Andréane Lanthier Nadeau wants another kick at the can.
On August 7, 2022, Lanthier Nadeau took off as one of the Sea to Sky’s best hopes for a medal in the Enduro World Series (EWS) race at Crankworx Whistler. The Squamish native got off to a fast start, matching eventual victor Harriet Harnden stride for stride through four stages. She gritted her teeth when her injured ankle flared up, all the while pressing through ill-timed mechanical issues.
What Lanthier Nadeau couldn’t overcome was a crash on the fifth and final stage. It didn’t take her out of the running completely, but it dashed her hopes of a podium result. The Squamolian had to settle for fifth, watching as Great Britain’s Harnden, Morgane Charre of France and Chilean-born Florencia Espiñeira Herreros swept the medals in that order.
Espiñeira Herreros has lived in Whistler for some time, so it wasn’t a total loss for Sea to Sky fans. Nonetheless, Lanthier Nadeau headed home unsatisfied.
“Last year was a massive heartbreak,” she said. “I was leading the whole weekend of racing … but a miscalculation and a crash on the last stage put me back four places into fifth and off the podium. A big and hard loss for me.”
She’s had nearly a year to reflect on it, learn from it, and to continue building herself up. Her second chance comes July 30 at this year’s iteration of the Canadian Open Enduro.
Like most professional athletes, Lanthier Nadeau has experienced the highest of highs and the lowest of lows. She’s tasted victory on home soil before, having won the last two runnings of the Squamish Enduro, and is a legitimate contender on the world stage. She loves what she does, even in the face of devastating accidents and disappointing results.
“The sport of enduro is special to me because it’s a sport where you ‘race’ by yourself against the clock, but where you get to share the hardships of a huge day on the bike with your competitors,” Lanthier Nadeau explained. “Sometimes, the transfers can be really physical and a big effort, and you get to share that with the girls, but then you also get to refocus and drop into the zone on your own in the stages.
“I think it facilitates amazing sportsmanship within the competitors, and to me that’s what makes the sport special.”
Lanthier Nadeau first began mountain biking at eight years of age. Her mother, also an avid cyclist, accompanied her to every training session during that first year because their local club had no coverage for participants so young. Lanthier Nadeau was close to her mom as she grew up in a small suburb of Quebec City—which is no surprise as they spent most Tuesdays, Thursdays and Sundays from April to September on two wheels together.
“I owe a lot to my mom,” said the Francophone athlete. “Some of my fondest memories with her are from these early days of biking together.”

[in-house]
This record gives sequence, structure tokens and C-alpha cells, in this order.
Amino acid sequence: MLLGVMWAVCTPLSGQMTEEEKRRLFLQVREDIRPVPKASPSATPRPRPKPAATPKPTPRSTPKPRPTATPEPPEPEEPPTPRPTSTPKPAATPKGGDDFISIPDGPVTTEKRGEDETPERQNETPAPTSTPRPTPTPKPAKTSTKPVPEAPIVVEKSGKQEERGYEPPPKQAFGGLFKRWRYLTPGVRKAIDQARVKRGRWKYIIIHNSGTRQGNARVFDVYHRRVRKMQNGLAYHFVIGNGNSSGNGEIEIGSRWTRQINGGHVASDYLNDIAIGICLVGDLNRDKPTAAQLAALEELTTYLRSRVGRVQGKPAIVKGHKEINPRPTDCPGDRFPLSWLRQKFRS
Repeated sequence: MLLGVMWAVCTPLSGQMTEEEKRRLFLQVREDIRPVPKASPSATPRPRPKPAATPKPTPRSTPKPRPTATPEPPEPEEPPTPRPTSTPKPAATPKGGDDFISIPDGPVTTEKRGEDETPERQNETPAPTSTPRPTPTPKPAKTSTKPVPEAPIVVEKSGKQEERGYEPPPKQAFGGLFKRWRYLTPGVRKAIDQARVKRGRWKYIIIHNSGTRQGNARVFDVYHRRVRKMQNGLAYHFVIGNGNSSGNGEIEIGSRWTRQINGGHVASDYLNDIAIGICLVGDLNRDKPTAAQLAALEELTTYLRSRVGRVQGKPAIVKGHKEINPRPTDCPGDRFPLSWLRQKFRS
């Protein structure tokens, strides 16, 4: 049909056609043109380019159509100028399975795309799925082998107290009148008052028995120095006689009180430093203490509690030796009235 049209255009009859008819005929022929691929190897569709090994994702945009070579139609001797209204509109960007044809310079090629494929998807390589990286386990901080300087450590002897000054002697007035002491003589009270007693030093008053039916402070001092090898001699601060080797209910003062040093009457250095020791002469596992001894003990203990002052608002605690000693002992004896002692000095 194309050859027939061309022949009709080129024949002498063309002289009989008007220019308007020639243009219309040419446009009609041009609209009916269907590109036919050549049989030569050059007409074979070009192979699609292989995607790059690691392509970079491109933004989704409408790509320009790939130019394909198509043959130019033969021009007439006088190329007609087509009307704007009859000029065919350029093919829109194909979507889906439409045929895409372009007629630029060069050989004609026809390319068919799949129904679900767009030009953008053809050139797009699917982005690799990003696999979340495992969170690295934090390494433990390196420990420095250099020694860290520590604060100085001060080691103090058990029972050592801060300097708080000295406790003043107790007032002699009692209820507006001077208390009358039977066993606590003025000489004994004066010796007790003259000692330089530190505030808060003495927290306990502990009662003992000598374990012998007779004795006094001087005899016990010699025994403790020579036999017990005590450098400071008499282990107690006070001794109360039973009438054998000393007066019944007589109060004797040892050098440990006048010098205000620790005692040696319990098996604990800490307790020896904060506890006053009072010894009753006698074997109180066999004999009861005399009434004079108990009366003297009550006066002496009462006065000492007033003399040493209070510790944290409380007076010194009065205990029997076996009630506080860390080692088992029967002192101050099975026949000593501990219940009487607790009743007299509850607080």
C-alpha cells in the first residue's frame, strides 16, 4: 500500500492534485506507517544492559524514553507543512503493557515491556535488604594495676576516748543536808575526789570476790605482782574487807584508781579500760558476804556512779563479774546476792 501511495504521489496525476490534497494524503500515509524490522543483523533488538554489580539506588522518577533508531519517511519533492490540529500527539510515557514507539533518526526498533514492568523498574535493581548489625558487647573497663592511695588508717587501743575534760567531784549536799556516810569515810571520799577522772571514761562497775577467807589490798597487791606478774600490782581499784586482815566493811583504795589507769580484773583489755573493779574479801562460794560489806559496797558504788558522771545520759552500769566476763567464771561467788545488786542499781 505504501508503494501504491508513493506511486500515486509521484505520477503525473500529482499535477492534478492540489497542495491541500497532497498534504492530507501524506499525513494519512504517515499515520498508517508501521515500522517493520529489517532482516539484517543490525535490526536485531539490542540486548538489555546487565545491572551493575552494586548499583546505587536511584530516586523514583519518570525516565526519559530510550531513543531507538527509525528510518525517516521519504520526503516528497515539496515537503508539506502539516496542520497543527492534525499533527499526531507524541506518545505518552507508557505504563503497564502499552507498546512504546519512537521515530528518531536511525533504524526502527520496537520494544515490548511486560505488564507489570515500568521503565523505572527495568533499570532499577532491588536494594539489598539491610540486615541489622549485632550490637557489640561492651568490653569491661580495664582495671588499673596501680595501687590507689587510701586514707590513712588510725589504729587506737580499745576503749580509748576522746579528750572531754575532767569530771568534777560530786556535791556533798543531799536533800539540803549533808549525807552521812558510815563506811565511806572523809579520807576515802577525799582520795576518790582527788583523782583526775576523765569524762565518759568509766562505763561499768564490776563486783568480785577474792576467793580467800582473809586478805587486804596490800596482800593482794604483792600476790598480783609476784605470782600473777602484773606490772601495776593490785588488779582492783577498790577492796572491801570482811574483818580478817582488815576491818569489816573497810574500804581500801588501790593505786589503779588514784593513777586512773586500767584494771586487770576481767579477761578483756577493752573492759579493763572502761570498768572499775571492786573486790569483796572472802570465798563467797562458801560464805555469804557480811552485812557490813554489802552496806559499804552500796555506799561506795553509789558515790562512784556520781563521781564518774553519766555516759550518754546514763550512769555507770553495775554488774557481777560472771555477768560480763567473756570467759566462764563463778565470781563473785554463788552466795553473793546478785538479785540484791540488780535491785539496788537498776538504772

From XC to enduro
Much like her former Rocky Mountain Race Face (RMRF) teammate Jesse Melamed, Lanthier Nadeau started out as a cross-country athlete. She raced on the international circuit across the junior, U23 and elite categories and initially moved to the West Coast in pursuit of an Olympic dream. Not long afterwards, she signed on with RMRF.
Lanthier Nadeau estimates that her first brush with Crankworx Whistler came in 2013 or 2014, at one of many cross-country World Cups that have since blurred together in memory. Her inaugural Crankworx event took place in August 2015—lacking a full kit of her own, she had to use Melamed’s bike and jersey.
Melamed is surely glad he allowed Lanthier Nadeau to borrow his gear that day. In time, the two combined with Remi Gauvin to form the Sea to Sky’s premier three-headed enduro dragon. Together, they launched RMRF to second overall in last year’s EWS team standings.
With Melamed now racing for Canyon CLLCTV, the torch falls to Lanthier Nadeau and Gauvin to continue a tradition of excellence.
Even if she should fail to podium come month’s end, Lanthier Nadeau realizes how special it is to race in Whistler. Many flock to what is essentially her backyard from across oceans to experience the Sea to Sky’s rare mixture of accessible and challenging trails.
“The quality and quantity of amazing trails is what puts any race in Whistler in a category of its own, and having friends and family cheering is such a good time,” Lanthier Nadeau said. “I think it is so important to have high-level races in Canada and not only in Europe. It showcases the highest level of racing to the Canadian fans, and it is just as amazing for the riders to experience this different crowd!”
Crankworx Whistler kicks off July 21.